Alabama Republicans Refuse to Create New Majority-Black District: “The Quintessential Definition of Noncompliance”

Alabama Republicans passed a redrawn congressional map that appears to spurn a court-ordered mandate to create two majority-Black districts in the state “or something quite close to it.” The new map was quickly signed by Republican Governor Kay Ivey on Friday, who said the GOP-dominated legislature “knows our state, our people, and our districts better than the federal courts or activist groups.”

The maps were approved just hours before the court-mandated deadline, which reduces the percentage of Black voters in Alabama’s sole majority-Black district, currently represented by Democratic Congresswoman Terri Sewell, from 55% to 51%. Conversely, it would boost the percentage of Black voters in one of the state’s six majority-white districts from about 30% to about 40%.

“This is the quintessential definition of noncompliance,” State Representative Chris England, a Democrat who represents Tuscaloosa, said after the vote. 

The redistricting map comes a month after the Supreme Court issued a 5-4 ruling on behalf of a group of Alabama voters who argued that the state’s congressional map violated Section 2 of the Voting Rights Act of 1965.

Chief Justice John Roberts and Brett Kavanaugh sided with the liberals in the case, a major surprise after a decade in which the court’s conservative majority issued ruling after ruling watering down that law. The plaintiff in Shelby County v. Holder, the court’s landmark 2013 decision that deemed a different part of the Voting Rights Act unconstitutional, was a county in Alabama.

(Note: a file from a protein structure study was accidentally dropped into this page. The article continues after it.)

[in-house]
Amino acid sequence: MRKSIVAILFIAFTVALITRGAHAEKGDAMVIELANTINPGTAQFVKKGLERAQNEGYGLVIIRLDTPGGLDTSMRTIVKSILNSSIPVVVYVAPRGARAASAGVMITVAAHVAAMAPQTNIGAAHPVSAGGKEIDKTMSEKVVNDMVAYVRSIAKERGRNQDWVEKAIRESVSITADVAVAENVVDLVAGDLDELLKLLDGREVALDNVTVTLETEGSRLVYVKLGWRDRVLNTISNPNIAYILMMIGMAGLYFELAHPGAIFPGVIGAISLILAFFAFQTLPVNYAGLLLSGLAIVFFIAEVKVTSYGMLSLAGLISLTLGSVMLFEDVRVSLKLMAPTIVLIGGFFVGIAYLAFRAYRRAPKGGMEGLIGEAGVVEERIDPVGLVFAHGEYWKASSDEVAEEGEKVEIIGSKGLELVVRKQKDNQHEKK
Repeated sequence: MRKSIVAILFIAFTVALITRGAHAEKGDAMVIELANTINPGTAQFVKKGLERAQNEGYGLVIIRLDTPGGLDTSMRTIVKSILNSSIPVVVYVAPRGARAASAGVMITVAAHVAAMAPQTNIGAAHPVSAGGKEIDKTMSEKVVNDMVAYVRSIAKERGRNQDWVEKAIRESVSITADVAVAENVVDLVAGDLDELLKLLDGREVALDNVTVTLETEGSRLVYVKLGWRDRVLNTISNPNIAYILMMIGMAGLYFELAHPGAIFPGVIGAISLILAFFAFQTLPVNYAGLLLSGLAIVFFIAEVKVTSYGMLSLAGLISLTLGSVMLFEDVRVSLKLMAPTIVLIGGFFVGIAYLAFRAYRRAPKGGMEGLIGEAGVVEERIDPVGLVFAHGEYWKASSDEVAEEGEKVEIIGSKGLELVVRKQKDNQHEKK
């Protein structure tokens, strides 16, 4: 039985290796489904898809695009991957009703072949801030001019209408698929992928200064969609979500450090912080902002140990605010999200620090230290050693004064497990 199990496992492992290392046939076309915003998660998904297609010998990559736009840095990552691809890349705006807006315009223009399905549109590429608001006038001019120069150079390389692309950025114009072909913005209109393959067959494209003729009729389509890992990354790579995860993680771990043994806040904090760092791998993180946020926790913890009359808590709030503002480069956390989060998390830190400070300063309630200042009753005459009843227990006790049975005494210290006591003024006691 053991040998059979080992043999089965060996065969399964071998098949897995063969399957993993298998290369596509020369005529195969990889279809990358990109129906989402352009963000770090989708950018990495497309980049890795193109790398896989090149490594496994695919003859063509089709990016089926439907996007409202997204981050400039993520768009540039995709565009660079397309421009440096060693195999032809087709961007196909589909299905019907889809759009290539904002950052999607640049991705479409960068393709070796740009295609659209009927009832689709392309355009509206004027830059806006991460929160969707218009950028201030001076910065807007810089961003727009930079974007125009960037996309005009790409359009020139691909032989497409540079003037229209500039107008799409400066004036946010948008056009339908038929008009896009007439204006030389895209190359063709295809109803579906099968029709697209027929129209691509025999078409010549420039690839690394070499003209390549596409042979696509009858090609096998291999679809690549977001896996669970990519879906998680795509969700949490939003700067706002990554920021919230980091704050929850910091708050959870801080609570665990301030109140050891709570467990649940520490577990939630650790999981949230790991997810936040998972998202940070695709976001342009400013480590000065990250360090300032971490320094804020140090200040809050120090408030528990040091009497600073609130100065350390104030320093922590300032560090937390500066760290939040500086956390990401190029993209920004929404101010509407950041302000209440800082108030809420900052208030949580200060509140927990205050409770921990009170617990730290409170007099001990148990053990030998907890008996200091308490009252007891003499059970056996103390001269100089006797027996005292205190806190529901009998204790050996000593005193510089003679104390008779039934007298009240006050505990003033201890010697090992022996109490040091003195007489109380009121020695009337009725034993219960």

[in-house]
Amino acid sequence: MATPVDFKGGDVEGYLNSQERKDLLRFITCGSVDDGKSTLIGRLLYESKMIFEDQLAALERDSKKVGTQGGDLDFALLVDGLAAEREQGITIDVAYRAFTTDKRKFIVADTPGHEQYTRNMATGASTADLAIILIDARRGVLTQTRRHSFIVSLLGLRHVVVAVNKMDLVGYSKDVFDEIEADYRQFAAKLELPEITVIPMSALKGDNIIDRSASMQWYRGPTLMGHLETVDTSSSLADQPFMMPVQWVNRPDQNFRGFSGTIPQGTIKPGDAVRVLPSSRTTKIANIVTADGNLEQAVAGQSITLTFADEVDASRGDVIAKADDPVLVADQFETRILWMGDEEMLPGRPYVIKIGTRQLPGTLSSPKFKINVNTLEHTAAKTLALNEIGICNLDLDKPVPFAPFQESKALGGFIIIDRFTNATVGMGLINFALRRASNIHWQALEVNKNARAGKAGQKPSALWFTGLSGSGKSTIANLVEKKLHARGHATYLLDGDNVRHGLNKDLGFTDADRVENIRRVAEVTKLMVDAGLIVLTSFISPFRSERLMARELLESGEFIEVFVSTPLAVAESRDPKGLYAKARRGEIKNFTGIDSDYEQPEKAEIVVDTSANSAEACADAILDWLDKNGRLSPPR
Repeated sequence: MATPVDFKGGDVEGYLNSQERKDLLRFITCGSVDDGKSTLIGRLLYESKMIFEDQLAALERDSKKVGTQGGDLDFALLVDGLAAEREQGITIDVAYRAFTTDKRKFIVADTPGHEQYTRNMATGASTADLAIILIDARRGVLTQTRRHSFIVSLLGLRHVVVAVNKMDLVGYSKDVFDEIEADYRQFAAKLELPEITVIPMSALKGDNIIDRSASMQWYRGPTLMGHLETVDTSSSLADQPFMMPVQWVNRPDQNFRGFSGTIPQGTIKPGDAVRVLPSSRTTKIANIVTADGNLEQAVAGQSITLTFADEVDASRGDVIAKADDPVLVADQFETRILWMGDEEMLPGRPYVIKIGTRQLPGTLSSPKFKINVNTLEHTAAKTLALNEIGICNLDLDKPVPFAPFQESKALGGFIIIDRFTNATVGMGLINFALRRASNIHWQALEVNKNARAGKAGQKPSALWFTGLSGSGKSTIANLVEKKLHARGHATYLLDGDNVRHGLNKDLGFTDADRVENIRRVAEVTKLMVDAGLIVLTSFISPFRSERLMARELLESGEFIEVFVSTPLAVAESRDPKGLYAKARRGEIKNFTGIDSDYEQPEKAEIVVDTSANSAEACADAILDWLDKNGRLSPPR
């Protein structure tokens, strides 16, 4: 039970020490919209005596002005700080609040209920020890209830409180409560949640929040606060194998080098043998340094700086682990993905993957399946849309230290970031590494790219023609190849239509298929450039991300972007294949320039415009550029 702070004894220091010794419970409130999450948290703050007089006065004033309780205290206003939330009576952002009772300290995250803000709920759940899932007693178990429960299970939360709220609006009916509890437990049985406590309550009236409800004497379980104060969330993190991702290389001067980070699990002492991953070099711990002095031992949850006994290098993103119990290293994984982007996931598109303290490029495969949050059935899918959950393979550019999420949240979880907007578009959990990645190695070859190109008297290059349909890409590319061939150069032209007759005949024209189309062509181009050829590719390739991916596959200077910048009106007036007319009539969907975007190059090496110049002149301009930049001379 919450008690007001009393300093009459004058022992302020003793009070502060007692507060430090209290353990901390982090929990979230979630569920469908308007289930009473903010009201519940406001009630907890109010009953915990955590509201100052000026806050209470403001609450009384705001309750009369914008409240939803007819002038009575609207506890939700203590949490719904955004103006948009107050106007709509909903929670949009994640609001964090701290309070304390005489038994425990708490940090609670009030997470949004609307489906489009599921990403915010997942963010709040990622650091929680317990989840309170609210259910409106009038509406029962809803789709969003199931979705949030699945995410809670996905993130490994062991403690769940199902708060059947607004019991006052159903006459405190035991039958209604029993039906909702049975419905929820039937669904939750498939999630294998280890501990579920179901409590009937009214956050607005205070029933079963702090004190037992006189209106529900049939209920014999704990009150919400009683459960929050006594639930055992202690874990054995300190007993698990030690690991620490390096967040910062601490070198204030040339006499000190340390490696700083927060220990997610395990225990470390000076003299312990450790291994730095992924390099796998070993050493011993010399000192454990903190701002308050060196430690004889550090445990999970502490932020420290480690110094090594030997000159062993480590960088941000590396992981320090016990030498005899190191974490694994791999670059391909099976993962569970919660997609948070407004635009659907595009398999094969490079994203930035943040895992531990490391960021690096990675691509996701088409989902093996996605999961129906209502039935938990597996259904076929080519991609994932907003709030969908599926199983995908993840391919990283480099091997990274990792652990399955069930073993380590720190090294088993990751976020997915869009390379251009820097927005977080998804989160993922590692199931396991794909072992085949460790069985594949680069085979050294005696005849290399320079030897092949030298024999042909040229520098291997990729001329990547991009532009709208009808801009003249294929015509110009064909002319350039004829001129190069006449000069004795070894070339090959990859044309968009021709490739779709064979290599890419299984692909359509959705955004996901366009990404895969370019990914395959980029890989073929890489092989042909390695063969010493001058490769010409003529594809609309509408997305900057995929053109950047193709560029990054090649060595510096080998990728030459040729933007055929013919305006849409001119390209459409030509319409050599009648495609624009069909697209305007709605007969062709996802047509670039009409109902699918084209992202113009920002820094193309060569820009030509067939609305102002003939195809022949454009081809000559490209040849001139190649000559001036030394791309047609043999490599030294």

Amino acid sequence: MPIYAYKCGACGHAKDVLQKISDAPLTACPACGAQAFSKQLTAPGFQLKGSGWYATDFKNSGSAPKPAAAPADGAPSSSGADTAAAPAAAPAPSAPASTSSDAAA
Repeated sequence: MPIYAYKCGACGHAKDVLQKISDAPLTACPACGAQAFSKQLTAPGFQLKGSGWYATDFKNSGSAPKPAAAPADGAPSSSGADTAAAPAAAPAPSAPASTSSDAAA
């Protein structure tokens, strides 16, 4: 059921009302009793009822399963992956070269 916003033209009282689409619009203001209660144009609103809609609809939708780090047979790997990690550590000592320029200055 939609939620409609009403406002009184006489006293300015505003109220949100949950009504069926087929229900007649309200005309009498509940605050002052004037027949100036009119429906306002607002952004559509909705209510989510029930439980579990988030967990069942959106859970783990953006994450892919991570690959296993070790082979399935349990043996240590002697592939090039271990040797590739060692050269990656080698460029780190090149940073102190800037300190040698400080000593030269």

But Alabama Republicans defended the redrawn lines as being in compliance with the court mandate. “I believe this map is an opportunity map and would comply with Section 2 of the Voting Rights Act,” state House Speaker Pro Tempore Chris Pringle, who chaired the committee charged with redistricting, said Friday.

“Once again, the state supermajority decided that the voting rights of Black people are nothing that this state is bound to respect, and it’s offensive, it’s wrong,” State Representative Prince Chestnut said Wednesday after the House voted on its version of the maps. The process, he said, “shows Alabama still has the same recalcitrant and obstreperous mindset that it had 100 years ago.”

Speaking to reporters Friday, England said he thinks “the federal court is going to do what they’ve done for Alabama for decades and hopefully save us from ourselves and put us in compliance with their order to create a fair opportunity for African Americans.”

The federal court that originally ordered the state’s maps to be redrawn will hold a hearing in mid-August and could decide to appoint a special master to oversee the process.

How this plays out could have major implications for next year’s elections, with Republicans currently holding one of the smallest House majorities in U.S. history. And it’s not just in Alabama.

Several weeks after the Supreme Court ruled on behalf of Alabama voters, it also lifted a stay on a federal court order in Louisiana that similarly ordered the state’s legislature to redraw voting maps. In both states, redrawn maps could give Democratic-leaning Black voters a better chance to elect representatives in 2024 and could impact the composition of the tightly-divided House.

A Republican state senator told The New York Times that he’d spoken with Rep. Kevin McCarthy (R-Calif.) on Friday, and that the House Speaker told him, “I’m interested in keeping my majority.”

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